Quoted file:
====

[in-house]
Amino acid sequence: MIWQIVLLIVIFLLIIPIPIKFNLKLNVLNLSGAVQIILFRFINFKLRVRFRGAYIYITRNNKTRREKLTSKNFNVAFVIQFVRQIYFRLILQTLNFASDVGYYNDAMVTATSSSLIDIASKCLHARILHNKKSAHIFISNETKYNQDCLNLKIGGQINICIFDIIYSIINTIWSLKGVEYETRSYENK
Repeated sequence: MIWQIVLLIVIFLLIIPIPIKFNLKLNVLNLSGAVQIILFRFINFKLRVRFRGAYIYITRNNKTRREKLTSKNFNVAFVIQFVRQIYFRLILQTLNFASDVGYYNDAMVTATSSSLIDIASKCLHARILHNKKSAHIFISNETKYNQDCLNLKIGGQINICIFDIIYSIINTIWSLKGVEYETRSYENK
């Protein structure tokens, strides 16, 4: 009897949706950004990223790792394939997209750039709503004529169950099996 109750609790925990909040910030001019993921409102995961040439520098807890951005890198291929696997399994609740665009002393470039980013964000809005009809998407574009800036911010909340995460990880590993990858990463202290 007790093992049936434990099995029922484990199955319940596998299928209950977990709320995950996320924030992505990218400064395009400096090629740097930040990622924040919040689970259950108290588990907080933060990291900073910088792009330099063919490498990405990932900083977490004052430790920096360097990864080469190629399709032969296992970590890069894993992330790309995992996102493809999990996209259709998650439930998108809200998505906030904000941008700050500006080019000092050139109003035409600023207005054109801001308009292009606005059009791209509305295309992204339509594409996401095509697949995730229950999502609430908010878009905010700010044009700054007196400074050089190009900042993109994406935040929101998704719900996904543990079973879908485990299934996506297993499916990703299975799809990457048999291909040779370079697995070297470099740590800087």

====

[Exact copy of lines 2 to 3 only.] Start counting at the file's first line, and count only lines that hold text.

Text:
Amino acid sequence: MIWQIVLLIVIFLLIIPIPIKFNLKLNVLNLSGAVQIILFRFINFKLRVRFRGAYIYITRNNKTRREKLTSKNFNVAFVIQFVRQIYFRLILQTLNFASDVGYYNDAMVTATSSSLIDIASKCLHARILHNKKSAHIFISNETKYNQDCLNLKIGGQINICIFDIIYSIINTIWSLKGVEYETRSYENK
Repeated sequence: MIWQIVLLIVIFLLIIPIPIKFNLKLNVLNLSGAVQIILFRFINFKLRVRFRGAYIYITRNNKTRREKLTSKNFNVAFVIQFVRQIYFRLILQTLNFASDVGYYNDAMVTATSSSLIDIASKCLHARILHNKKSAHIFISNETKYNQDCLNLKIGGQINICIFDIIYSIINTIWSLKGVEYETRSYENK